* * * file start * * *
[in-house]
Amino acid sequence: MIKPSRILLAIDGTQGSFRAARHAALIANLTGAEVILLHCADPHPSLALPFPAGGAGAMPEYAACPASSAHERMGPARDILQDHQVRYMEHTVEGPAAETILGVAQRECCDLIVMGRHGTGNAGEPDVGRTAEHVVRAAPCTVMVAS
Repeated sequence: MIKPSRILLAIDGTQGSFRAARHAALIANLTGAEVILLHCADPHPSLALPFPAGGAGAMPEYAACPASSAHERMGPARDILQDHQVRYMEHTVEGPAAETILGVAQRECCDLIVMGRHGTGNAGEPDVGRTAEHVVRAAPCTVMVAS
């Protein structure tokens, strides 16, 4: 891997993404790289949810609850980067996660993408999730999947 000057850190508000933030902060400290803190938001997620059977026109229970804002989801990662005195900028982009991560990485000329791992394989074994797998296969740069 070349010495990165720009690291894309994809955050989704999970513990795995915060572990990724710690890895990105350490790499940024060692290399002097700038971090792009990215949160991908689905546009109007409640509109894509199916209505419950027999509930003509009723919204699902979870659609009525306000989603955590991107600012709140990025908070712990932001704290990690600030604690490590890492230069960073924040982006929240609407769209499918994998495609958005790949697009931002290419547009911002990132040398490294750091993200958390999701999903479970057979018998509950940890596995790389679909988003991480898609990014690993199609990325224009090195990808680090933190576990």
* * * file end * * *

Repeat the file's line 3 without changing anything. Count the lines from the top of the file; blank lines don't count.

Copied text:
Repeated sequence: MIKPSRILLAIDGTQGSFRAARHAALIANLTGAEVILLHCADPHPSLALPFPAGGAGAMPEYAACPASSAHERMGPARDILQDHQVRYMEHTVEGPAAETILGVAQRECCDLIVMGRHGTGNAGEPDVGRTAEHVVRAAPCTVMVAS